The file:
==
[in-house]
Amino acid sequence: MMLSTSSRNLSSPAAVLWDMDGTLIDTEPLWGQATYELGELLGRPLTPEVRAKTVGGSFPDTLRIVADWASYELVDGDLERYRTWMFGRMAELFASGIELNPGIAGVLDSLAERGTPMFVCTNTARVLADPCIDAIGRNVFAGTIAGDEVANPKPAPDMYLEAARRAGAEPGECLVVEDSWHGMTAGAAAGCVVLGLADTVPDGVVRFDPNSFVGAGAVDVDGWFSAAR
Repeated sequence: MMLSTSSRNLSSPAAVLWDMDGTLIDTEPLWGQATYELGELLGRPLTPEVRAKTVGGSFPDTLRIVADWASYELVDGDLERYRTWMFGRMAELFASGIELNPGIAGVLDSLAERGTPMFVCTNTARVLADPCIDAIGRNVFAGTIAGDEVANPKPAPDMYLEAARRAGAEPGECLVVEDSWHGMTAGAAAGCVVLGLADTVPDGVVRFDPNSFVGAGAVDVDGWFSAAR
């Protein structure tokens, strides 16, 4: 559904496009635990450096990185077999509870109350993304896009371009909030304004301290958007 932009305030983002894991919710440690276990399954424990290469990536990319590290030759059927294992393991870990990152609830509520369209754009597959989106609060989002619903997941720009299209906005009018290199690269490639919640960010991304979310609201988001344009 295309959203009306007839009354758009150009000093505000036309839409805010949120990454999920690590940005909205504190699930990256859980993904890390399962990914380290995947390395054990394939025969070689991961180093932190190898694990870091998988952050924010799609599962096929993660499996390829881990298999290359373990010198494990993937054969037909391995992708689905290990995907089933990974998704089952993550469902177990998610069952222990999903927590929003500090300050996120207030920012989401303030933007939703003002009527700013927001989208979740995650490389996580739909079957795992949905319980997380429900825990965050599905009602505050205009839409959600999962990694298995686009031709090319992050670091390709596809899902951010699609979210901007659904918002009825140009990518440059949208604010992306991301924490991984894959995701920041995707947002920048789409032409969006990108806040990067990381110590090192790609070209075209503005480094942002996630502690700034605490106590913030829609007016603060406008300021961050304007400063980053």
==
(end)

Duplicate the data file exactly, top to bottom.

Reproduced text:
[in-house]
Amino acid sequence: MMLSTSSRNLSSPAAVLWDMDGTLIDTEPLWGQATYELGELLGRPLTPEVRAKTVGGSFPDTLRIVADWASYELVDGDLERYRTWMFGRMAELFASGIELNPGIAGVLDSLAERGTPMFVCTNTARVLADPCIDAIGRNVFAGTIAGDEVANPKPAPDMYLEAARRAGAEPGECLVVEDSWHGMTAGAAAGCVVLGLADTVPDGVVRFDPNSFVGAGAVDVDGWFSAAR
Repeated sequence: MMLSTSSRNLSSPAAVLWDMDGTLIDTEPLWGQATYELGELLGRPLTPEVRAKTVGGSFPDTLRIVADWASYELVDGDLERYRTWMFGRMAELFASGIELNPGIAGVLDSLAERGTPMFVCTNTARVLADPCIDAIGRNVFAGTIAGDEVANPKPAPDMYLEAARRAGAEPGECLVVEDSWHGMTAGAAAGCVVLGLADTVPDGVVRFDPNSFVGAGAVDVDGWFSAAR
């Protein structure tokens, strides 16, 4: 559904496009635990450096990185077999509870109350993304896009371009909030304004301290958007 932009305030983002894991919710440690276990399954424990290469990536990319590290030759059927294992393991870990990152609830509520369209754009597959989106609060989002619903997941720009299209906005009018290199690269490639919640960010991304979310609201988001344009 295309959203009306007839009354758009150009000093505000036309839409805010949120990454999920690590940005909205504190699930990256859980993904890390399962990914380290995947390395054990394939025969070689991961180093932190190898694990870091998988952050924010799609599962096929993660499996390829881990298999290359373990010198494990993937054969037909391995992708689905290990995907089933990974998704089952993550469902177990998610069952222990999903927590929003500090300050996120207030920012989401303030933007939703003002009527700013927001989208979740995650490389996580739909079957795992949905319980997380429900825990965050599905009602505050205009839409959600999962990694298995686009031709090319992050670091390709596809899902951010699609979210901007659904918002009825140009990518440059949208604010992306991301924490991984894959995701920041995707947002920048789409032409969006990108806040990067990381110590090192790609070209075209503005480094942002996630502690700034605490106590913030829609007016603060406008300021961050304007400063980053």